4th August 2022
Part 1 of a 6 Part Series on Deploying on Google Cloud Platform
We recently did five mock deployments on Google Cloud Platform using different methods in an effort to understand the nuances associated with each method.
The five methods we investigated were:
- Google Compute Engine
- Google Kubernetes Engine
- App Engine
- Cloud Run
- Cloud Functions
We will be examining each of the 5 approaches over the coming weeks and wrap it all up with an article that talks about our findings in the context of all five approaches.
For our first article in the series we will be deploying an application on Google Cloud Platform using Google Compute Engine.
Deploying with Google Compute Engine
Google Compute Engine (GCE) is the IaaS (Infrastructure as a Service) solution that Google Cloud Platform provides.
GCE provides hardware-specific resource allocation, such as RAM, CPU and storage. It allows the user to fully manage their instances, what software is installed, how services are run and how the instances connect to other instances and the internet.
GCE provides pre-made OS images within its store and allows users to create and manage OS images as well. It also allows its users to create preemptible instances, which work the same as normal instances but are better cost-wise, provided that the application is fault-tolerant (those instances can be shut down by Google in case of high demand).
Another interesting feature is Instance Groups, which allow the user to manage and run more than one instance with the same image and configuration and makes it easy to manage auto-scaling and load-balancing.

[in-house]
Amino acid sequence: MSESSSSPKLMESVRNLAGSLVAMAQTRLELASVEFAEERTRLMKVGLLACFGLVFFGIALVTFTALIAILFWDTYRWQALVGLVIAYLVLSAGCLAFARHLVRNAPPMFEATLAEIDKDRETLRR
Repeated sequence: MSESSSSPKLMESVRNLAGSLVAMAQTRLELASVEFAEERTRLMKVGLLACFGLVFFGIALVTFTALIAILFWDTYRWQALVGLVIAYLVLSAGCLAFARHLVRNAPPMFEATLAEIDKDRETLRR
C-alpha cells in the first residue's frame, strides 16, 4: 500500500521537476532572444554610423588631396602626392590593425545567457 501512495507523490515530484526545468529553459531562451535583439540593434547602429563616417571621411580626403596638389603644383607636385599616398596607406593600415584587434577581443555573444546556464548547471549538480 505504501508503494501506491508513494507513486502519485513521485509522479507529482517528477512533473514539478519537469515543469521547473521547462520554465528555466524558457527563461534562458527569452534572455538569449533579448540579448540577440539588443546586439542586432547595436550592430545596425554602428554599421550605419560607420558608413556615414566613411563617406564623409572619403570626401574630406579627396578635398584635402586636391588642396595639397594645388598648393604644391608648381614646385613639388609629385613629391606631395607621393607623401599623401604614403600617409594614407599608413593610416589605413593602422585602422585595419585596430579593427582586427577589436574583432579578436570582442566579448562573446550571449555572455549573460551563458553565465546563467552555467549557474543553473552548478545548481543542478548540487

More of its features can be found here.
When to use GCE
You should use GCE when you need an IaaS (Infrastructure as a Service) solution for your application. It is more suitable for low-complexity applications, such as websites, small apps or even huge monolithic applications, depending on team size, or if the team is using IaC (Infrastructure as Code) and/or Configuration Management software since it can be problematic to manage many instances that serve the same purpose.
GCE is also a wise and affordable option when the application needs to be available 24/7, with instant responses.
How we implemented it
For this solution we used a Terraform project that declares the following resources:
- A VPC with a subnet for running the instances
- A bucket to store the application executable
- A Redis instance to store data
- An instance template, group manager, auto-scaling and load balancer for running the application
The project contains a simple Counter Application consuming a Redis Memory Store.
In the template we declare the machine type, region, disk, network and startup script. The script installs gcloud-cli, downloads the executable from the bucket and executes it.
Instance Group Manager
In Instance Group Manager we declare the size (target_size) of the group, the template to be used and the named ports, in our case the application uses 8080.
In Auto Scaler we define the target group and the autoscaling policy.
In this case the autoscaler is configured to scale up when the instances push the cpu utilization above 50%.
The min replicas config is set to 2 and max replicas config is set to 5.
To set up the load balancer we use the official GCP module.
We declare the backend pointing to the named port in the instance group (http).
The complete solution with other components can be found in our repository: https://github.com/nearform/gcp-articles
Pros & Cons
|Launch VMs on demand||Usually requires SysAdmin knowledge|
|Usually cheaper than other alternatives for software that runs 24/7||Its SLA agreement for a single instance is 99.5% uptime|
|Fully configurable hardware resources, networking and storage||More manual work than using other options, like GKE|
|Lots of premade instance images are available on the GCE store||It takes longer to build a complex architecture than with other options like GKE|
|Autoscaling can be configured with meaningful metrics, like requests per second||Harder to keep instances’ OS and software up-to-date|
|A single instance can run lots of applications, as well as monitoring and APM tools|
Check back each week for the next instalment in the series.